#35: The scaffolding around my life

Plus, my favourite books of the year, Farrah Berrou on legitimacy as a storyteller in the diaspora, and more...

The Greater Conversation is a newsletter from me, journalist and author Alya Mooro, honestly addressing all aspects of life through the eyes of a Middle Eastern / third-culture / woman / human. Each week, there’s some thoughts from me, along with a guest piece, and recommendations of articles, books, podcasts and etc worth consuming.

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Hi friends,

So we’ve just about made it to the end of the year, and what a fucking year it’s been. This will be my last newsletter of 2020. Thank you for letting me grace your inboxes every week, it’s not something I take forgranted.

I started this newsletter 35 weeks ago now, in the grip of the first lockdown. I’m far from the only one to have set one up this year, and, as one I read this week put it: "I had almost no expectations going into this newsletter and yet it’s somehow become the scaffolding around my life."

That very much sums up how I feel about this little offering, and the community its fostered and homed. Every week, when there were no other constants, no other certainties I could cling to (and oh how I love to cling to a semblance of certainty), I knew that I would be writing this newsletter and ushering it into inboxes. The consistency of that, and the pen-pal like correspondence that has followed, has brought me untold relief and kept me going.

A lot has happened this year, and yet sometimes, it feels like nothing has happened at all. The Year of Blur, the New York Times called it. Without the boundaries that normally divide our days like chapters of a book, the piece argues, time has become warped.

At this time of year, I always get reflective, but this year feels strange, for the obvious reasons. Is it time to look to the future, or to the past? Both, I guess. Although perhaps with slightly softer expectations, slightly softer focus.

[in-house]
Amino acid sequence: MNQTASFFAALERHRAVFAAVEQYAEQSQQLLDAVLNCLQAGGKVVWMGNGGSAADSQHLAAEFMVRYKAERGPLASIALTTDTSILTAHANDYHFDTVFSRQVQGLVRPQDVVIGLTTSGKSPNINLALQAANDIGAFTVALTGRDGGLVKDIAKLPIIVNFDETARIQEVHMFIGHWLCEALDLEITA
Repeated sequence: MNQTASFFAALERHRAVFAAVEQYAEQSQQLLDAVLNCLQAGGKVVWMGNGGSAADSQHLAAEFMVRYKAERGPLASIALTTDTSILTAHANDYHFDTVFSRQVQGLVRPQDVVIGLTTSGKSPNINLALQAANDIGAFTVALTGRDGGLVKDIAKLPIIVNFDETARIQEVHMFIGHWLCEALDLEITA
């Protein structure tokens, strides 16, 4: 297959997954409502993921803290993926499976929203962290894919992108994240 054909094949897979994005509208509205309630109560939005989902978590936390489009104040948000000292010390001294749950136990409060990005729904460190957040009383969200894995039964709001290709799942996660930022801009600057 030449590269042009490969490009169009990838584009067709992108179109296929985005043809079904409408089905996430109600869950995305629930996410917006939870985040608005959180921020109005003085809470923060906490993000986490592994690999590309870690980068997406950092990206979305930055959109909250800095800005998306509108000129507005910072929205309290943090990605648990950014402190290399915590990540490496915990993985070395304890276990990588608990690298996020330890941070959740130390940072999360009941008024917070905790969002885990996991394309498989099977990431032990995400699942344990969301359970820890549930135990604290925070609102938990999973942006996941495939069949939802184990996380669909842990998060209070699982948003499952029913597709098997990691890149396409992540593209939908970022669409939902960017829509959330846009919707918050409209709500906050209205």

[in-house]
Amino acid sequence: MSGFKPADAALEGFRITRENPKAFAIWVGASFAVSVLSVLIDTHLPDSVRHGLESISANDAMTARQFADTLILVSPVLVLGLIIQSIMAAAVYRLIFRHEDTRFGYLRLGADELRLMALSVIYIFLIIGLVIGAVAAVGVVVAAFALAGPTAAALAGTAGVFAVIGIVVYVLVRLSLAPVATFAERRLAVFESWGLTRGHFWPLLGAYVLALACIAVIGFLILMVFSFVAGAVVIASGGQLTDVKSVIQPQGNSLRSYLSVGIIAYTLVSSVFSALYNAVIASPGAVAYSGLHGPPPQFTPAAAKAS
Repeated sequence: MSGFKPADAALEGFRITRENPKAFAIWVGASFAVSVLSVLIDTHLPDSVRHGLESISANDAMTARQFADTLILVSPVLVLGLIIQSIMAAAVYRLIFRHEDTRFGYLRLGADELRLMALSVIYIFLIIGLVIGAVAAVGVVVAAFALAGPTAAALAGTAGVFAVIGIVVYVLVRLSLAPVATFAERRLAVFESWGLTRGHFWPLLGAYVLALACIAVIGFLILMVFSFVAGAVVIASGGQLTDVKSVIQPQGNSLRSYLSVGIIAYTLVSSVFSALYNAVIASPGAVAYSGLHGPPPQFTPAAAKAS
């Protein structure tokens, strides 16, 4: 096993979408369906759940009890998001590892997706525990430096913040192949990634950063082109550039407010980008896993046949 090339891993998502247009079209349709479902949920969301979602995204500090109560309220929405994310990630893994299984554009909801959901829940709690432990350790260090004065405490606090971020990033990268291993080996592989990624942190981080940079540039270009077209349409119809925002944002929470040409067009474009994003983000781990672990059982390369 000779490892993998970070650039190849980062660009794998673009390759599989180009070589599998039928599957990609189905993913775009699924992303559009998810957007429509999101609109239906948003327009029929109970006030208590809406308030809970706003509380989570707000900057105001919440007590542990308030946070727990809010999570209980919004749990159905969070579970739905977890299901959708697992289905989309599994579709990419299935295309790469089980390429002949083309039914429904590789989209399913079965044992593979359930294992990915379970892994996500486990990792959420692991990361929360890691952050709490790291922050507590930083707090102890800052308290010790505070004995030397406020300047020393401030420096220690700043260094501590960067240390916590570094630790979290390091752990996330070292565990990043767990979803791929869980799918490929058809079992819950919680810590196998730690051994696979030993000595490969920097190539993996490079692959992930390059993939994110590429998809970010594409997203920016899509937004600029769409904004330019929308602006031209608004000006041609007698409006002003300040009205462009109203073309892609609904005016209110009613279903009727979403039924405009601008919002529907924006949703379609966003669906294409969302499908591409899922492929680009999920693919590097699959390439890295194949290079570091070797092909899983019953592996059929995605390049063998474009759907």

This will be the last newsletter of 2020. As per your feedback, TGC will be landing in inboxes on Sundays as of January 10th. I’ll see you then, inshaallah and am sending love to you all in the meantime x


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Farrah Berrou, 32, Beirut

When I was just about to turn 13, my family moved to Lebanon. I didn’t know what it had to offer beyond sleeping in my dad’s childhood bedroom, and sweating for 6 hours when the power would cut. Coming from 7th grade in Southern California, where I was just barely starting to shave my legs, I worried I wouldn’t fit in at school in Lebanon, that I would be the foreign girl that needed to catch up to everyone else, as I was joining after the school year had already started.

To my surprise, I found myself in a classroom with other kids who had also spent their lives between worlds. It didn’t take long to find the beat, and to finally understand why I had felt foreign in California. There, a huge chunk of who I was stayed at home when I would ride the bus. In Lebanon, I found I didn’t need to explain the duality. I didn’t need to explain much of anything - except why my name had a double-r.

I quickly embraced Lebanon as my country. My younger sisters didn’t, and still don’t share this attachment to Lebanon like they do for California. Just like I rediscovered the missing part of me upon moving here, I feel they had that dormant-half of them reactivated, when they started re-visiting the US.

As I got older, I wanted to share the stories of Lebanon. But the more I came to understand them, I also battled internally with whether or not to stay here in order to tell them. I didn’t – I don't – have to be in Lebanon, but I repeatedly chose to stay. With that came a constant state of personal revolution, and the question: Are my stories only of interest if I’m here?

I find myself fearing that being away from Lebanon will come with forfeiting my right to comment on what happens here with the same fervor. It’s as if leaving would mean I lose that which makes my thoughts and words valid. Being on the ground is how I am informed and plugged in, and I wonder if that’s my greatest strength as a storyteller. Can it still be done authentically from the other side of the Atlantic?

After two decades of remaining firmly rooted in Beirut’s broken concrete, I'm cashing in on the option to return to the US, accepting that choosing either place comes with its own versions of shame and guilt.